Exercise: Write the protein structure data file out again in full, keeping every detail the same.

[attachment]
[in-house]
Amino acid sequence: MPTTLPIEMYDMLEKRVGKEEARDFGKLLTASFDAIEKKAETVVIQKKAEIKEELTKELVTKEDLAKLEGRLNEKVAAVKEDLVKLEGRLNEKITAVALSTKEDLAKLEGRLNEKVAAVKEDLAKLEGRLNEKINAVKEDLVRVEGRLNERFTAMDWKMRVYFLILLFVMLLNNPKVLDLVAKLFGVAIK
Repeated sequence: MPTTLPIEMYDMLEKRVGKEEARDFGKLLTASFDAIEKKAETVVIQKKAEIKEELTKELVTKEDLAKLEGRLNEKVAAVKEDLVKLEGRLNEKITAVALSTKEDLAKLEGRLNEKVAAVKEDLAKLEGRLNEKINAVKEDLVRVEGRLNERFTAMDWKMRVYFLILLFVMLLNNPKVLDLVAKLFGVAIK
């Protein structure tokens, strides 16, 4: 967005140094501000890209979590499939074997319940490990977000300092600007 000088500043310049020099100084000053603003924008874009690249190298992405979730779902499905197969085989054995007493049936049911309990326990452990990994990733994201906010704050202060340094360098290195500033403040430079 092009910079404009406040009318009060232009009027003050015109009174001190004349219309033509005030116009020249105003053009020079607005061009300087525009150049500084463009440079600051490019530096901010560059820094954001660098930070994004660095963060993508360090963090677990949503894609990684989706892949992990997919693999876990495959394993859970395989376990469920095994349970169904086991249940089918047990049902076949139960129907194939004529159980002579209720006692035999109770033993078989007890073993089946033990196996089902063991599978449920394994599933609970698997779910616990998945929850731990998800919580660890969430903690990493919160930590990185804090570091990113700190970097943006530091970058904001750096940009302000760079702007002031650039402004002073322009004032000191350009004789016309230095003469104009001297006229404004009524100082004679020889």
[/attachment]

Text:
[in-house]
Amino acid sequence: MPTTLPIEMYDMLEKRVGKEEARDFGKLLTASFDAIEKKAETVVIQKKAEIKEELTKELVTKEDLAKLEGRLNEKVAAVKEDLVKLEGRLNEKITAVALSTKEDLAKLEGRLNEKVAAVKEDLAKLEGRLNEKINAVKEDLVRVEGRLNERFTAMDWKMRVYFLILLFVMLLNNPKVLDLVAKLFGVAIK
Repeated sequence: MPTTLPIEMYDMLEKRVGKEEARDFGKLLTASFDAIEKKAETVVIQKKAEIKEELTKELVTKEDLAKLEGRLNEKVAAVKEDLVKLEGRLNEKITAVALSTKEDLAKLEGRLNEKVAAVKEDLAKLEGRLNEKINAVKEDLVRVEGRLNERFTAMDWKMRVYFLILLFVMLLNNPKVLDLVAKLFGVAIK
């Protein structure tokens, strides 16, 4: 967005140094501000890209979590499939074997319940490990977000300092600007 000088500043310049020099100084000053603003924008874009690249190298992405979730779902499905197969085989054995007493049936049911309990326990452990990994990733994201906010704050202060340094360098290195500033403040430079 092009910079404009406040009318009060232009009027003050015109009174001190004349219309033509005030116009020249105003053009020079607005061009300087525009150049500084463009440079600051490019530096901010560059820094954001660098930070994004660095963060993508360090963090677990949503894609990684989706892949992990997919693999876990495959394993859970395989376990469920095994349970169904086991249940089918047990049902076949139960129907194939004529159980002579209720006692035999109770033993078989007890073993089946033990196996089902063991599978449920394994599933609970698997779910616990998945929850731990998800919580660890969430903690990493919160930590990185804090570091990113700190970097943006530091970058904001750096940009302000760079702007002031650039402004002073322009004032000191350009004789016309230095003469104009001297006229404004009524100082004679020889």